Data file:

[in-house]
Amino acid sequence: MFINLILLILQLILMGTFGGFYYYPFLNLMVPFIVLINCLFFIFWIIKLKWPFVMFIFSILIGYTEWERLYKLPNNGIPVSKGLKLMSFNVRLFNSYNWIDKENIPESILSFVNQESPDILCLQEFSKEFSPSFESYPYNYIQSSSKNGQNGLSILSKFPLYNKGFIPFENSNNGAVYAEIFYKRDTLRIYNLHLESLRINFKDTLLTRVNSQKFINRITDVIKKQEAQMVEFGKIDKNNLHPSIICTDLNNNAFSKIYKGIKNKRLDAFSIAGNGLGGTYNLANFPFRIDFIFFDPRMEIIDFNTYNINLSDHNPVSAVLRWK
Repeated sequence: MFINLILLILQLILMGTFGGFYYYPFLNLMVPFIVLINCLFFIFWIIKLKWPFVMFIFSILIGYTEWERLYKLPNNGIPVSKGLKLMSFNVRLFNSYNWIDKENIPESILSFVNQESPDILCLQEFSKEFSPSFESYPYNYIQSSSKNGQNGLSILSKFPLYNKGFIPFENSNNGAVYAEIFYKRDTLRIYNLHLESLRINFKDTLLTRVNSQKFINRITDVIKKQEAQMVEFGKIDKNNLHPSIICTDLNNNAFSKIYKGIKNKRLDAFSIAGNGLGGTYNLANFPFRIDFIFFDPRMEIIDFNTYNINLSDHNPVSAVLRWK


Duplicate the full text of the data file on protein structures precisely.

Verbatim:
[in-house]
Amino acid sequence: MFINLILLILQLILMGTFGGFYYYPFLNLMVPFIVLINCLFFIFWIIKLKWPFVMFIFSILIGYTEWERLYKLPNNGIPVSKGLKLMSFNVRLFNSYNWIDKENIPESILSFVNQESPDILCLQEFSKEFSPSFESYPYNYIQSSSKNGQNGLSILSKFPLYNKGFIPFENSNNGAVYAEIFYKRDTLRIYNLHLESLRINFKDTLLTRVNSQKFINRITDVIKKQEAQMVEFGKIDKNNLHPSIICTDLNNNAFSKIYKGIKNKRLDAFSIAGNGLGGTYNLANFPFRIDFIFFDPRMEIIDFNTYNINLSDHNPVSAVLRWK
Repeated sequence: MFINLILLILQLILMGTFGGFYYYPFLNLMVPFIVLINCLFFIFWIIKLKWPFVMFIFSILIGYTEWERLYKLPNNGIPVSKGLKLMSFNVRLFNSYNWIDKENIPESILSFVNQESPDILCLQEFSKEFSPSFESYPYNYIQSSSKNGQNGLSILSKFPLYNKGFIPFENSNNGAVYAEIFYKRDTLRIYNLHLESLRINFKDTLLTRVNSQKFINRITDVIKKQEAQMVEFGKIDKNNLHPSIICTDLNNNAFSKIYKGIKNKRLDAFSIAGNGLGGTYNLANFPFRIDFIFFDPRMEIIDFNTYNINLSDHNPVSAVLRWK